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Anonymous
Anonymous asked in Business & FinancePersonal Finance · 2 months ago

How to find money?

When I was born, 19 years ago, my godfather created a bank account of some sort for me and put $500 in it every year on my birthday. I wasn’t able to access it until I was 18 but he passed away a few years back. I never got the chance to ask him how to retrieve the money and my dad doesn’t know how to either. Does anyone have any suggestions on what I can do? 

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  • Anonymous
    2 months ago
    Favorite Answer

    If you were told you couldn't access it until you were 18, my guess is that it was an UGTA/UGMA account. 

    Whomever settled your grandfather's estate would have the best chance of seeing all his important papers including statements for this account.

    Worst case scenario, businesses are required to report/remit unclaimed/abandoned money to the state department of revenue.   States maintain an easily searchable database.   Google "Washington unclaimed property" (or whatever state you're in, obviously) and then search both your grandfather's name and your name. 

    Note...there are lots of third party services that will charge you money to do what you can do yourself in 30 seconds.  Make sure you're going to the actual government link, not one of those paid services.

    Final note...in some cases businesses report to the state THEY are in, not the state YOU are in.  So let's say you live in Maryland but your grandfather opened an account for you with Vanguard.  Vanguard is in Pennsylvania.   You see where I'm going with this?

    Happy hunting!

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  • 2 months ago

    You check with the state about bank accounts of a deceased relative.

    ------------------------

    Banks won't necessarily know that a customer has died. ... Anyone can notify the bank but typically this responsibility would fall on the next of kin or the estate representatives. The bank may ask for identification from the person notifying the bank as well as a copy of the death certificate.

    Contact the banks where the estate still has accounts. Inform the banks of the death. If the deceased had a joint account with a spouse, that spouse will still likely have access. Otherwise, the bank will temporarily close the account until the executor arrives with proof of her status.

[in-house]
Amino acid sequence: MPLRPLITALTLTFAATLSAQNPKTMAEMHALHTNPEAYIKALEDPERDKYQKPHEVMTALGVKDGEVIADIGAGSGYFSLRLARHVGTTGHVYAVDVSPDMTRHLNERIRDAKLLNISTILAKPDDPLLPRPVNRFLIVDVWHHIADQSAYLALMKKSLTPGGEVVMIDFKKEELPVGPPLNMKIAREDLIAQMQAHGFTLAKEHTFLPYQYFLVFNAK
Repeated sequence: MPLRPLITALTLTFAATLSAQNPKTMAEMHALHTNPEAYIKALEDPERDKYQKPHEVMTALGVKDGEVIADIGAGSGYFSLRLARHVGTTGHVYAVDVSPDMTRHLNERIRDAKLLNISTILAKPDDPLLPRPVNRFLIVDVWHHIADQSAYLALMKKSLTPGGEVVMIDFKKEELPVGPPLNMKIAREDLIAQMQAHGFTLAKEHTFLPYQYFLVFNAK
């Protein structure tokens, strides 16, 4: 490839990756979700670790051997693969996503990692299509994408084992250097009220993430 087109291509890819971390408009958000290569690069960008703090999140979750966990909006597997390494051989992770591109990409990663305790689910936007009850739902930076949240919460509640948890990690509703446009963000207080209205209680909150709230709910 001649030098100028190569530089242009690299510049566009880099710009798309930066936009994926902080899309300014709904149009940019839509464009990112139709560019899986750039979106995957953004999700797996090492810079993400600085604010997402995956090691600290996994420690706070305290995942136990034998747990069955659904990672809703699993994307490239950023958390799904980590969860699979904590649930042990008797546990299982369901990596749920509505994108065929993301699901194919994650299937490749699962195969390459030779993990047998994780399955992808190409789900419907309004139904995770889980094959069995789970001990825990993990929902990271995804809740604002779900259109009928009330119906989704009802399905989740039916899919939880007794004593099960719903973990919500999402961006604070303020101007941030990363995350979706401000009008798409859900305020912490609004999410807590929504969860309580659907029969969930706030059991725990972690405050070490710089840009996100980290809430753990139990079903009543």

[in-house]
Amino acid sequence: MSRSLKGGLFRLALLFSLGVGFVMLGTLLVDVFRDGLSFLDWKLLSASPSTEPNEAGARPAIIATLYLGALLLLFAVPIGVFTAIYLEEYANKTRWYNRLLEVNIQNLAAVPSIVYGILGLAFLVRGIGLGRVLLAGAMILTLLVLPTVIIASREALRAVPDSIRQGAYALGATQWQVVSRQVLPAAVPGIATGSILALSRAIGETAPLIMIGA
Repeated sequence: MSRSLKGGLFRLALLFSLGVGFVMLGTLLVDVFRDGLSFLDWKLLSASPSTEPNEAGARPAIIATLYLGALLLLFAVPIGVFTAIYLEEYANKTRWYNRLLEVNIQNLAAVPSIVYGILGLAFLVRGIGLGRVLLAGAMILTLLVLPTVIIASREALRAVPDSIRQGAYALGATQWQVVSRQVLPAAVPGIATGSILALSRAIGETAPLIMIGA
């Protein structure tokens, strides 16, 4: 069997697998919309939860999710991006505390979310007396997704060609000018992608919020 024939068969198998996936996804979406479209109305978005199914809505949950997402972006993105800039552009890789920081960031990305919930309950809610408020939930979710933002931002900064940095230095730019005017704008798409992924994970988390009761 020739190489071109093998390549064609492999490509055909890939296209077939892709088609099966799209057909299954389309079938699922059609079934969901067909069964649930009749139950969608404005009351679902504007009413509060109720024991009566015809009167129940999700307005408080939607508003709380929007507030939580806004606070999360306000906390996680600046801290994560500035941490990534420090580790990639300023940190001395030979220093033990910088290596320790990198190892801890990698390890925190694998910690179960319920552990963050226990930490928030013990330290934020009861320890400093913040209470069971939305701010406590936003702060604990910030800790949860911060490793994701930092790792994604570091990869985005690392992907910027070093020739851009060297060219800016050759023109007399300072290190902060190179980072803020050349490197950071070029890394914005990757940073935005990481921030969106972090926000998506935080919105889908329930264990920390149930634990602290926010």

www.sapling.com › bank-accounts-deceased-parents

    How to Get Bank Accounts of Deceased Parents | Sapling.com

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  • 2 months ago

    Who handled your grandfather's estate?  Your dad should know that at least...they are the best place to start.  

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  • NA
    Lv 7
    2 months ago

    IMHO, I doubt there is such an account.  Even though the mad died, someone handling his estate would have seen the account and contacted you.

    If it's a bank account, it should have generated interest in excess of $10.  This would cause a 1099-INT to be issued to your name and SSN.

    If it's a brokerage account, if stocks are sold, or dividends generated, again in excess of $10, there would be a 1099-B or a 1099-DIV.

    Even if the address is wrong on these forms, the IRS would have copies.  You can request the last 10 years of income statements using IRS form 4506-T.

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  • Eva
    Lv 7
    2 months ago

    Look on your state's abandoned property website. If the account had no activity for 3 years, it would have been turned over to the state. Look it up under your grandfather's name and also your name. If you find it, there is paperwork to fill out and submit to the state.

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  • y
    Lv 7
    2 months ago

    If it was not in your name and was not mentioned in his will, then it is gone. It would have been absorbed by the estate.

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  • 2 months ago

    You'll have to track down your godfather's spouse, next of kin, or whomever was the executor of his estate and ask them about it.  Unfortunately, the fact that no one reached out to you or your father after your godfather's death suggests that your godfather did not have your name on this account, or leave instructions in a will that this account was meant for you.  If that's the case, whomever you track down may not know what you're talking about, which would probably mean that you're out of luck.  

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